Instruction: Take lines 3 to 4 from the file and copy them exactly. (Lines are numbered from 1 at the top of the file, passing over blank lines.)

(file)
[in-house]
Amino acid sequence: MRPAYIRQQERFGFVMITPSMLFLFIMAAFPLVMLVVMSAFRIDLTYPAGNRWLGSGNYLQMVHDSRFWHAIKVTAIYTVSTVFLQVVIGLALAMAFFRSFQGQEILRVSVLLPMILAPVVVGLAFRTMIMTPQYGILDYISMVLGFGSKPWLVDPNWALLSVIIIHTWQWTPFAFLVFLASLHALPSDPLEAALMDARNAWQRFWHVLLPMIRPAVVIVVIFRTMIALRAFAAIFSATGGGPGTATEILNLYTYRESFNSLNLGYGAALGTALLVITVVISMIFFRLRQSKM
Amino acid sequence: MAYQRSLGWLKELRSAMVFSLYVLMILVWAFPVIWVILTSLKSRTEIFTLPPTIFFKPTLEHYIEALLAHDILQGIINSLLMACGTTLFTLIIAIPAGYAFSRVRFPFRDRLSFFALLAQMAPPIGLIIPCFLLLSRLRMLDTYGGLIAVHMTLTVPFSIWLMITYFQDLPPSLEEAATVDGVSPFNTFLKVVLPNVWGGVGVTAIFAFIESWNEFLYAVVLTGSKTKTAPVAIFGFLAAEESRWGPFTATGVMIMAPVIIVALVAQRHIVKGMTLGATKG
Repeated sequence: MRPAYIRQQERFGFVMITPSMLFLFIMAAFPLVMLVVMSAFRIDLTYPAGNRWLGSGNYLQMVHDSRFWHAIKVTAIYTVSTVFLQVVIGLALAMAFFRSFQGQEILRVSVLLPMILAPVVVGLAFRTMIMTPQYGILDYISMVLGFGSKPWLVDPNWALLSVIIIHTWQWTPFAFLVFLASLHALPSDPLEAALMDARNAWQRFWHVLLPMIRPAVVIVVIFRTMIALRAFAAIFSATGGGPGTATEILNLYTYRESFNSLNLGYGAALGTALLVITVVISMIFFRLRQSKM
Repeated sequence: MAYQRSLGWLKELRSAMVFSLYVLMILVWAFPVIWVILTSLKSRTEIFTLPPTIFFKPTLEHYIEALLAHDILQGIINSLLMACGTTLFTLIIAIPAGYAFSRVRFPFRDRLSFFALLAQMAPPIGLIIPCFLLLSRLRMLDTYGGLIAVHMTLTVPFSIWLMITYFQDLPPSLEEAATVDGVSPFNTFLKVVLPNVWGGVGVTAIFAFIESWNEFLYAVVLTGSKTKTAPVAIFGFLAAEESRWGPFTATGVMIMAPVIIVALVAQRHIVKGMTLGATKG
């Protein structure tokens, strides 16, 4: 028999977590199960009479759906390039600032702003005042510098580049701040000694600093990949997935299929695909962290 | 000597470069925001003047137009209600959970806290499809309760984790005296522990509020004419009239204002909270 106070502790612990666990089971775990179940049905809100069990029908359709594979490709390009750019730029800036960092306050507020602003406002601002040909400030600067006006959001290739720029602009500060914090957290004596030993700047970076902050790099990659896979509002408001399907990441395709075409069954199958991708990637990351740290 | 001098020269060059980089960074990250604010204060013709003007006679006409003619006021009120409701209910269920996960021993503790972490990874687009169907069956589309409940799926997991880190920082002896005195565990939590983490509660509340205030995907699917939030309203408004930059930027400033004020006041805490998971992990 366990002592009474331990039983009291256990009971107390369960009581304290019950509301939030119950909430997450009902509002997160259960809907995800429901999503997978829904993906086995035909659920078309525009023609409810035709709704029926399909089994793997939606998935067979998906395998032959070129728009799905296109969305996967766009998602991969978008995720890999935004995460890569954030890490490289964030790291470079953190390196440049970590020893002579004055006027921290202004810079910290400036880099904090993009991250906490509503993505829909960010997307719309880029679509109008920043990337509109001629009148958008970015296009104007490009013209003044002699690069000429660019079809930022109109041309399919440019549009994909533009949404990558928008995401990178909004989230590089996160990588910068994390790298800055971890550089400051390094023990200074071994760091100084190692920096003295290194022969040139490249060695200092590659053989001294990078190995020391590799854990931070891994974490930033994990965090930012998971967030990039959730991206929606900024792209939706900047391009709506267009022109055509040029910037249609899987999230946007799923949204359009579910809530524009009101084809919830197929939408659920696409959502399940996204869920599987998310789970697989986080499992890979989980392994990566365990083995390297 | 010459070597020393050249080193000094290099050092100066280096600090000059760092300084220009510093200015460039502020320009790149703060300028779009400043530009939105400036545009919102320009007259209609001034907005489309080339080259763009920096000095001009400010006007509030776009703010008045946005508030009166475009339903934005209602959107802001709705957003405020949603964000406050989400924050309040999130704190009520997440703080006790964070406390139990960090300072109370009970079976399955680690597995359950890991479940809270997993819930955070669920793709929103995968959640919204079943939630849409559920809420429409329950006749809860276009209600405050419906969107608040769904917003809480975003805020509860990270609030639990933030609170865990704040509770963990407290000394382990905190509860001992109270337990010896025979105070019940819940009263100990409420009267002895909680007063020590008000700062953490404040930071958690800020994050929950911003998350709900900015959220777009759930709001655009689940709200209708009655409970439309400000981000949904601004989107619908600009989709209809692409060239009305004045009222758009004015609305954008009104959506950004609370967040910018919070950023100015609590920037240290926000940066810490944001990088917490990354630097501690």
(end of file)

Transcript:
Amino acid sequence: MAYQRSLGWLKELRSAMVFSLYVLMILVWAFPVIWVILTSLKSRTEIFTLPPTIFFKPTLEHYIEALLAHDILQGIINSLLMACGTTLFTLIIAIPAGYAFSRVRFPFRDRLSFFALLAQMAPPIGLIIPCFLLLSRLRMLDTYGGLIAVHMTLTVPFSIWLMITYFQDLPPSLEEAATVDGVSPFNTFLKVVLPNVWGGVGVTAIFAFIESWNEFLYAVVLTGSKTKTAPVAIFGFLAAEESRWGPFTATGVMIMAPVIIVALVAQRHIVKGMTLGATKG
Repeated sequence: MRPAYIRQQERFGFVMITPSMLFLFIMAAFPLVMLVVMSAFRIDLTYPAGNRWLGSGNYLQMVHDSRFWHAIKVTAIYTVSTVFLQVVIGLALAMAFFRSFQGQEILRVSVLLPMILAPVVVGLAFRTMIMTPQYGILDYISMVLGFGSKPWLVDPNWALLSVIIIHTWQWTPFAFLVFLASLHALPSDPLEAALMDARNAWQRFWHVLLPMIRPAVVIVVIFRTMIALRAFAAIFSATGGGPGTATEILNLYTYRESFNSLNLGYGAALGTALLVITVVISMIFFRLRQSKM